photo: Gordon Ashbridge - "The Wrong Side of the Fence" taken on the right side in Sonop Vineyard
Our very first visit to the Sonop Vineyard on the Western Cape Winelands was a more remarkable learning curve than we could ever have imagined, more provocatively challenging than we could have contrived.
I was there with Queens University Presbyterian Chaplaincy students where at the time I was Chaplain. For some time we had been a community interested in Fair Trade. In fact we had been endeavouring to make our Chaplaincy as Fair Trade as possible and were campaigning with Christian Aid and Tear Fund to push Queens University to become a Fair Trade University.
So we had a rough idea. Fair Trade proponents and pioneers The Co-op had put us in touch with this Fair Trade Vineyard about an hour’s drive out of Cape Town.
Meeting the workers at the Sonop Vineyard was an inspiration. They were so excited about their work but more importantly about their new found freedoms. They spoke about their ownership of land; they own their homes and have their own land where they have their own vines that they tend and sell on to the mother company.
In South Africa, of course, land ownership is a raging issue. For the non-white to own land is a whole new sense of security, dignity and freedom. No longer could they be tossed out of their homes and sacked on a white man’s whim. Yet more than that, education is so vital to the new South Africa. That which the oppressed used as a protest against apartheid by boycotting has now become the very avenue to consolidating the change by making sure the children get the education that their parents never had.
So we heard about the nursery school in their own village, the Primary School where the bus takes them and the possibility of University – all paid for! Even the adults are getting all kinds of practical schooling. It is a world not dreamt about ten year ago but very much a reality. The sense of dignity, self worth and driving purpose of these workers as they develop their land is a joy to inhabit.
But there was more… so much more. Moments later and just a few hundred yards away we were standing by a fence in the workers’ village.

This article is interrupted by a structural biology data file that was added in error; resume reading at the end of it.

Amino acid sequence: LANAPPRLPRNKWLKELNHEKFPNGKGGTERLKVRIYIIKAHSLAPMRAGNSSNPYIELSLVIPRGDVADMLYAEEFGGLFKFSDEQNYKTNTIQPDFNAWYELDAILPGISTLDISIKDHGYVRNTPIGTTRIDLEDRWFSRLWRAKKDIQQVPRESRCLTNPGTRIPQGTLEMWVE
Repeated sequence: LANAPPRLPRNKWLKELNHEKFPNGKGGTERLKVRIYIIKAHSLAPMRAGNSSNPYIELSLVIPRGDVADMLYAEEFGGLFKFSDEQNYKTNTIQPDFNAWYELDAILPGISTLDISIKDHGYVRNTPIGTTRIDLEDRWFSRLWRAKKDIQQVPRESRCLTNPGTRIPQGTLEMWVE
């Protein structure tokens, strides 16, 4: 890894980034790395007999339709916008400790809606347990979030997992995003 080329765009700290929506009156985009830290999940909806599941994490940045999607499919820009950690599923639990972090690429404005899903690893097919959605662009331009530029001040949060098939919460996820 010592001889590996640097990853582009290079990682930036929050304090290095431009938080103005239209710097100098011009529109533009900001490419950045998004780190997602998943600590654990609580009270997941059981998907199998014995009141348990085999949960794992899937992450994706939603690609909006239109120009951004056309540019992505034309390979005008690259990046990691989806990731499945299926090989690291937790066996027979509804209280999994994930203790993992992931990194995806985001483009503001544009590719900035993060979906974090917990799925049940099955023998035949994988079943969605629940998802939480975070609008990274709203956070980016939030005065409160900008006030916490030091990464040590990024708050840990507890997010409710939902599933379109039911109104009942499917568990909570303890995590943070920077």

On their side of that fence were beautifully painted houses and carefully groomed gardens. There was that little school and a play area. There was colour and beauty and all of that freedom and ownership we had just heard about was bursting with life.
But on the other side of the fence…was the neighbouring vineyard. There was literally the thinnest breadth of wire dividing. And on that other side there was dirty, faded, paint peeling houses. There were rough dust and dirt paths between them. There was no colour, no energy, no pride and no sense of hopefulness.
It was a stark contrast. It was the most challenging piece of land I had ever stood upon. The choice was clear and stark. Buy into one side of the fence and there is a sense of care and justice for the workers. Buy into the other and there is simply exploitation, disregard and neglect of workers and their children.
When my students stand in their local Co-op to buy coffee, sugar, tea, chocolate or whatever they now know they now have a visual aid to help them decide what products to buy. Their decisions have suddenly become a whole lot bigger and a whole lot clearer.
There is a thin line between justice and oppression and we stood right at the sharpest part of the fence. Which side will we be investing in? What side of the fence best describes the redemption of heaven? Which side is God most thrilled with? What does it mean in our everyday shopping for us to bring God’s Kingdom on earth as it is in heaven?
So, when I stand and see products without a Fair Trade mark I wonder what happens on the side of the fence where the grapes were picked... or the tea... or the coffee... or the bananas... or whatever... and I just can no longer bring myself to buy. I have driven a few miles to another store at times to makes sure my choices are on the right side of the fence!